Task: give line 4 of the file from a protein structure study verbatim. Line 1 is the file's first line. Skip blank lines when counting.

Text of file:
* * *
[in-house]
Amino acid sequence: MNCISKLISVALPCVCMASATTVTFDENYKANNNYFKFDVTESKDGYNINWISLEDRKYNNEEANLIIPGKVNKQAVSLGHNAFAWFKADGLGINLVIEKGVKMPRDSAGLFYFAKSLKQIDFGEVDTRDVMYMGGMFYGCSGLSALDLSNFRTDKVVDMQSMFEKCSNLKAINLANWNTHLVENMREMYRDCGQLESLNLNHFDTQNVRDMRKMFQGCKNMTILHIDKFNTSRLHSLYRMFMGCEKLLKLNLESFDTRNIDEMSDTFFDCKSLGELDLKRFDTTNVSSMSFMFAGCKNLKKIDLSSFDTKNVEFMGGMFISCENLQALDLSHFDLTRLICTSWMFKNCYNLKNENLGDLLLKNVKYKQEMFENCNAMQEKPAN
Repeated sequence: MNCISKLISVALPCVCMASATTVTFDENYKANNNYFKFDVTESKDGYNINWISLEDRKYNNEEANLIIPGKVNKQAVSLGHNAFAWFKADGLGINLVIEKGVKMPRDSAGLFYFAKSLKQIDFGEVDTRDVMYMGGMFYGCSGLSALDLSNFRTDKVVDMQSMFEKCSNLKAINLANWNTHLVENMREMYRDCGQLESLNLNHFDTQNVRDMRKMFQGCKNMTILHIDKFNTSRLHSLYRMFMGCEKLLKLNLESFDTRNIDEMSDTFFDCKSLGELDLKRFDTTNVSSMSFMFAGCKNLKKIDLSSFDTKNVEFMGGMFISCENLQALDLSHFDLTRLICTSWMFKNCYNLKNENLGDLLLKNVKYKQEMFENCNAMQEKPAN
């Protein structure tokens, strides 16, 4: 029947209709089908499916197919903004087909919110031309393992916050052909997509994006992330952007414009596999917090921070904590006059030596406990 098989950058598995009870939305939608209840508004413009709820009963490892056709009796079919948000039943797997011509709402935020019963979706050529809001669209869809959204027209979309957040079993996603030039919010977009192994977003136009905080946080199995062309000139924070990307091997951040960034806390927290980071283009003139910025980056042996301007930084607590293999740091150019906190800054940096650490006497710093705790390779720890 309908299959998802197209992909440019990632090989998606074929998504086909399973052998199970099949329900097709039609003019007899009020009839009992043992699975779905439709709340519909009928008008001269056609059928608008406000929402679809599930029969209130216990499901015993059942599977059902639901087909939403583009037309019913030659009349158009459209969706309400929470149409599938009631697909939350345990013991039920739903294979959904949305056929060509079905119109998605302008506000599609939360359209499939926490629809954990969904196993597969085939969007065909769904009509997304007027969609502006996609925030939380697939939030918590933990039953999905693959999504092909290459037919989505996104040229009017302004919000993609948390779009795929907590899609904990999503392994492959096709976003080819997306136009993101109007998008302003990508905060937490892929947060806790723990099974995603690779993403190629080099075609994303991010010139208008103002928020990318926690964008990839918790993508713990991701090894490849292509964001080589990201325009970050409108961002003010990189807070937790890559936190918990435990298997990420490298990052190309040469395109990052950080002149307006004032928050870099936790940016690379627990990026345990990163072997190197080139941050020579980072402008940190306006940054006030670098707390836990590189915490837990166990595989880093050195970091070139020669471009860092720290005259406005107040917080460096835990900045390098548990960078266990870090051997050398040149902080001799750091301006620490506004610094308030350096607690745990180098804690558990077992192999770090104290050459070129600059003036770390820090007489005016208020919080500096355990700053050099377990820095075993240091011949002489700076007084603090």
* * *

């Protein structure tokens, strides 16, 4: 029947209709089908499916197919903004087909919110031309393992916050052909997509994006992330952007414009596999917090921070904590006059030596406990 098989950058598995009870939305939608209840508004413009709820009963490892056709009796079919948000039943797997011509709402935020019963979706050529809001669209869809959204027209979309957040079993996603030039919010977009192994977003136009905080946080199995062309000139924070990307091997951040960034806390927290980071283009003139910025980056042996301007930084607590293999740091150019906190800054940096650490006497710093705790390779720890 309908299959998802197209992909440019990632090989998606074929998504086909399973052998199970099949329900097709039609003019007899009020009839009992043992699975779905439709709340519909009928008008001269056609059928608008406000929402679809599930029969209130216990499901015993059942599977059902639901087909939403583009037309019913030659009349158009459209969706309400929470149409599938009631697909939350345990013991039920739903294979959904949305056929060509079905119109998605302008506000599609939360359209499939926490629809954990969904196993597969085939969007065909769904009509997304007027969609502006996609925030939380697939939030918590933990039953999905693959999504092909290459037919989505996104040229009017302004919000993609948390779009795929907590899609904990999503392994492959096709976003080819997306136009993101109007998008302003990508905060937490892929947060806790723990099974995603690779993403190629080099075609994303991010010139208008103002928020990318926690964008990839918790993508713990991701090894490849292509964001080589990201325009970050409108961002003010990189807070937790890559936190918990435990298997990420490298990052190309040469395109990052950080002149307006004032928050870099936790940016690379627990990026345990990163072997190197080139941050020579980072402008940190306006940054006030670098707390836990590189915490837990166990595989880093050195970091070139020669471009860092720290005259406005107040917080460096835990900045390098548990960078266990870090051997050398040149902080001799750091301006620490506004610094308030350096607690745990180098804690558990077992192999770090104290050459070129600059003036770390820090007489005016208020919080500096355990700053050099377990820095075993240091011949002489700076007084603090």